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Flying Shuttle - Invented by John Kay

John Kay-Flying Shuttle
: 1733
: United Kingdom
: Industrial Machines and Tools

About Invention

The flying shuttle was one of the key developments in the industrialization of weaving. It allowed a single weaver to weave much wider fabrics, and it could be mechanized, allowing for automatic machine looms. It was patented by John Kay (1704–c. 1779) in 1733.

John Kay (17 June 1704 – c. 1779) was the inventor of the flying shuttle, which was a key contribution to the Industrial Revolution. He is often confused with his namesake,who built the first ""spinning frame"".

In 1733,he received a patent for his most revolutionary device: a ""wheeled shuttle"" for the hand loom.It greatly accelerated weaving,by allowing the shuttle carrying the weft to be passed through the warp threads faster and over a greater width of cloth.It was designed for the broad loom, for which it saved labour over the traditional process, needing only one operator per loom (before Kay's improvements a second worker was needed to catch the shuttle).

Kay always called this invention a ""wheeled shuttle"", but others used the name ""fly-shuttle"" (and later, ""flying shuttle"") because of its continuous speed, especially when a young worker was using it in a narrow loom:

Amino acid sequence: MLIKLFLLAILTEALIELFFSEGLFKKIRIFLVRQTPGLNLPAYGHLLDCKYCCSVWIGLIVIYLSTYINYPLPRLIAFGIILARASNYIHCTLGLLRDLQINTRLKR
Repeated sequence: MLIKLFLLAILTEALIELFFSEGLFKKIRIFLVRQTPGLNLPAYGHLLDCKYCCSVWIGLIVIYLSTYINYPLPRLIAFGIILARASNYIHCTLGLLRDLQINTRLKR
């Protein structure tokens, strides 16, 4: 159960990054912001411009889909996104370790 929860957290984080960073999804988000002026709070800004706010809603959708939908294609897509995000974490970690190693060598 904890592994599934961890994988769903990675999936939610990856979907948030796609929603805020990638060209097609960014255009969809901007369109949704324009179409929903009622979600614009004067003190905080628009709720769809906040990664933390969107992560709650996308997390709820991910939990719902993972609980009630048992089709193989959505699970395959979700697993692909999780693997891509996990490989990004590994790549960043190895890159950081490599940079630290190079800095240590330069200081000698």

a speed which cannot be imagined, so great that the shuttle can only be seen like a tiny cloud which disappears the same instant.

In July 1733, Kay formed a partnership in Colchester, Essex to begin fly-shuttle manufacturing.No industrial unrest was anticipated, this being the first device of the modern era to significantly enhance productivity.But by September 1733 the Colchester weavers, were so concerned for their livelihoods that they petitioned the King to stop Kay's inventions.

The flying shuttle was to create a particular imbalance by doubling weaving productivity without changing the rate at which thread could be spun,disrupting spinners, and weavers alike.
Kay tried to promote the fly-shuttle in Bury, but could not convince the woollen manufacturers that it was sufficiently robust; he spent the next two years improving the technnology, until it had several advantages over the device specified in the 1733 patent. (Which was to be one of his difficulties in the coming patent disputes.)
In 1738 Kay went to Leeds, where his problem had become royalty collection.(The annual license fee was 15 Shillings per shuttle.)He continued to invent, patenting some machines in the same year, though these were not taken up industrially.


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